One Hundred Years of Solitude, for Spanish Lit Month, for Stu’s read-along

20190731_064801It’s almost a mystical experience, to read One Hundred Years of Solitude. Exaggeration abounds, and emotions take on physical qualities like this:

…the persistence of Amaranta, whose melancholy made the noise of a boiling pot. (p. 216)

Seemingly endless streams of sons are named Aureliano, or Arcadio, until I become thoroughly confused, giving up on their specific heritage and simply reading for what I wanted to know: the meaning of the title.

Melquídas, an ancient gypsy who visits the Buendía family through its many generations, refuses to translate his manuscripts, the letters of which “looked like clothes hung out to dry on a line, and they looked more like musical notation than writing.”

“No one must know their meaning until he has reached one hundred years of age,” he explained.  (p. 201)

The novel contains war, and firing squads, gold coins and illegitimate children. There are explanations for religion and political parties which seem as if they could apply to America today.

The Conservatives, on the other hand, who had received their power directly from God, proposed the establishment of public order and family morality. They were the defenders of Christ, of the principle of authority, and were not prepared to permit the country to be broken down into autonomous entities. (p. 104)


It has become so tedious to continue. I feel I am treading water, getting no where, and sinking deeper. The story has lost its magical quality for me as I become mired in its opacity, and I cannot go any longer with no clear story line…nothing happening but more sons of the same name being born.

More than three-quarters of the way through, I’m laying it down. Sorry, Stu, I tried. And I look forward to your thoughts on a book so many people love more than I can.

August Is (Still) Spanish Lit Month; August is Women In Translation Month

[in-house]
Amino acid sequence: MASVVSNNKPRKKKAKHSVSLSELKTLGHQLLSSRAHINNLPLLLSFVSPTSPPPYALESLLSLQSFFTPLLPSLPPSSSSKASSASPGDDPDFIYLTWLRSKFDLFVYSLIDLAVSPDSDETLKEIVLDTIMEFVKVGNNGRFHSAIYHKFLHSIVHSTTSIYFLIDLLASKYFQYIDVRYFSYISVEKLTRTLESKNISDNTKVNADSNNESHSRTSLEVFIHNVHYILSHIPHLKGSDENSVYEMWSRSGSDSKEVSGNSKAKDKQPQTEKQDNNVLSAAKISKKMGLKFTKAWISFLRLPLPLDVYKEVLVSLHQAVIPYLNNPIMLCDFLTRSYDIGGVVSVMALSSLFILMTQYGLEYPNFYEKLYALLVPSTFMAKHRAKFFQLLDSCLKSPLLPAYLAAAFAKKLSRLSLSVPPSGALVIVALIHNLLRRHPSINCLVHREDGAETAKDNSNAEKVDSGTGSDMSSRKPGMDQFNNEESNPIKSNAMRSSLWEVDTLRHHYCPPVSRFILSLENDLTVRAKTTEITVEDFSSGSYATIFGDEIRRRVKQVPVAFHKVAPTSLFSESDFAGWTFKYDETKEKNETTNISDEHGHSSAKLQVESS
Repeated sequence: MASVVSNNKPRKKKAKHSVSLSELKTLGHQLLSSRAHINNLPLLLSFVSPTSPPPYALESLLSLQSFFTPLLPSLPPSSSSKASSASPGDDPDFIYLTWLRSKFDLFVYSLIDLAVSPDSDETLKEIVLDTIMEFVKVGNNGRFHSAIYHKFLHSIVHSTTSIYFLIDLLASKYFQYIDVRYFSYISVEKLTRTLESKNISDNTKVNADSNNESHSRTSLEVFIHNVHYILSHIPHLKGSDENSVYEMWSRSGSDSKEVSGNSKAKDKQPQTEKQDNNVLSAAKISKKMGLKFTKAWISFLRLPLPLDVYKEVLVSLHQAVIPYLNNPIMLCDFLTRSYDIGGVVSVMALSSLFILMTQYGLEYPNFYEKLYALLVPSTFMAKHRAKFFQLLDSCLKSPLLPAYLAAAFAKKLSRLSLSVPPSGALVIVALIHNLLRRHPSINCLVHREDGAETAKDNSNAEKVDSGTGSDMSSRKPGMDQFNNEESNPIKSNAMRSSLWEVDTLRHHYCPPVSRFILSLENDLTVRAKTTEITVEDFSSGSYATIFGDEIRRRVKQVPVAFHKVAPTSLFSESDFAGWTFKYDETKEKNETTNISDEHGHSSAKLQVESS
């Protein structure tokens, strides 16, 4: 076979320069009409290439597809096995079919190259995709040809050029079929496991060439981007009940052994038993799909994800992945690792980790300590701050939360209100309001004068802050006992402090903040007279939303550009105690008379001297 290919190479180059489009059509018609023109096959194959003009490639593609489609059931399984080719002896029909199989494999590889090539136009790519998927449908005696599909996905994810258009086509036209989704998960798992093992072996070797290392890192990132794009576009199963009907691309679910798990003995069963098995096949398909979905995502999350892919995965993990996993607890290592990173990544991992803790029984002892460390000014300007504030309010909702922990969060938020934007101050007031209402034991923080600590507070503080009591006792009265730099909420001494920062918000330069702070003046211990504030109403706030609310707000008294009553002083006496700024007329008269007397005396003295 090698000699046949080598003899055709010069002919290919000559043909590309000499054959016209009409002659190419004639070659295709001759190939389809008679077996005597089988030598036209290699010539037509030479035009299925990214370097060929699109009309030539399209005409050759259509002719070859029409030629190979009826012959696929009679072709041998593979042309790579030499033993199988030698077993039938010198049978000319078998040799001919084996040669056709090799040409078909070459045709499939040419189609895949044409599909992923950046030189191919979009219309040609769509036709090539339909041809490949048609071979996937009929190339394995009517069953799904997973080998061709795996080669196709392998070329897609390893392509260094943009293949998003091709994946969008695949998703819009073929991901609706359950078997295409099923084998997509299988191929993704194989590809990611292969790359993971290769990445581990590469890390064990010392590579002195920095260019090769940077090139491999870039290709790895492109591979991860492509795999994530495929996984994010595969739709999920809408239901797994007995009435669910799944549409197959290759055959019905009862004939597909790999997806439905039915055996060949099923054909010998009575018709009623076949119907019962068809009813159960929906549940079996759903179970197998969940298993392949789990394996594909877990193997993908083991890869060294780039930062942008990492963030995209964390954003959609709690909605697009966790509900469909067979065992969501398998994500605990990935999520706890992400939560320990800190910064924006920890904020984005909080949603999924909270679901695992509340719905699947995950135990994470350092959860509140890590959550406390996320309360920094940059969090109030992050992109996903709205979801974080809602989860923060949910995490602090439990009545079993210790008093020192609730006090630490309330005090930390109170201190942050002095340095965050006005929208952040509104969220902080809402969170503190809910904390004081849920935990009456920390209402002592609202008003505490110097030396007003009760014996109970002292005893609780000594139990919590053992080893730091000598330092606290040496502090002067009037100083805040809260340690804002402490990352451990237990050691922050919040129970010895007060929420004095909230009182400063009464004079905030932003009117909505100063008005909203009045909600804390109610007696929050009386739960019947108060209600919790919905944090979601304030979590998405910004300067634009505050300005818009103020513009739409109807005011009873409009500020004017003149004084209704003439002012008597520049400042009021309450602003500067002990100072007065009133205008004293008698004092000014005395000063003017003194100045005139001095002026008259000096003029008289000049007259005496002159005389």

Since I don’t have to prepare a classroom in August for the first time in 35 years, I can focus on literature this month. Since Spanish Lit Month and Women In Translation Month align, I can read for both at the same time. And so, we have the books in my kindle and on my shelf:

Umami by Laia Jufresa (translated by Sophie Hughes)

From OneWorld Publications:

Using five voices to tell the singular story of life in an inner city mews, Umami is a quietly devastating novel of missed encounters, missed opportunities, missed people, and those who are left behind. Compassionate, surprising, funny and inventive, it deftly unpicks their stories to offer a darkly comic portrait of contemporary Mexico, as whimsical as it is heart-wrenching.

Fish Soup by Margarita García Robayo (translated by Charlotte Coombe)

From Charco Press:

From internationally acclaimed author Margarita García Robayo comes Fish Soup, a unique collection comprising two novellas plus the book of short stories Worse Things (winner of the prestigious Casa de las Américas Prize)
Throughout the collection, García Robayo’s signature style blends cynicism and beauty with an undercurrent of dark humour. The prose is at once blunt and poetic as she delves into the lives of her characters, who simultaneously evoke sympathy and revulsion, challenging the reader’s loyalties as they immerse themselves in the unparalleled universe that is Fish Soup.

I am so excited to read these two this month, while hopefully also fitting in Javier Marias’ Fever and Spear.

And you? Do you have plans for Spanish Lit Month? Women in translation?

Spanish Literature Month…Another Reason I Love to Blog in July

Bolaño & Borges shelfHere is a photograph of Richard‘s Bolano shelf. I think I have one of them: 2666. My knowledge of Spanish literature is less than admirable, and so it is with great anticipation that I embark on another Spanish literature month with Richard and Stu.

There are the obvious choices from which to choose, obvious to me at least: Julia Alvarez, Isabelle Allende, Sandra Cisneros. I have loved the books that each of these women have written, for somehow I do better with female Spanish authors than male. I never even finished Roberto Bolano’s 2666 or The Savage Detectives (but I did make it through Monsieur Pain!).

This year I’m going to follow a few recommendations from others. When Jacqui and I read Javier Marias’ Infatuations we were both so taken with it that we exchanged several emails to discuss it further between ourselves. So of course, I must take up her suggestion of A Heart so White.

Last year, Scott reviewed Severina by Rodrigo Rey Rosa, and I was so intrigued by his review that I immediately downloaded it on my kindle. But, as it is yet unread I will pick it up this month.

What would blogging be without old friends to host enticing challenges, and new friends to give recommendations? My life is immeasurably enriched by those of you who blog with me; without your input I would find myself in an endless circle of what is only in my own experience.

Do you have any other titles that I ought to read for Spanish Lit Month this July?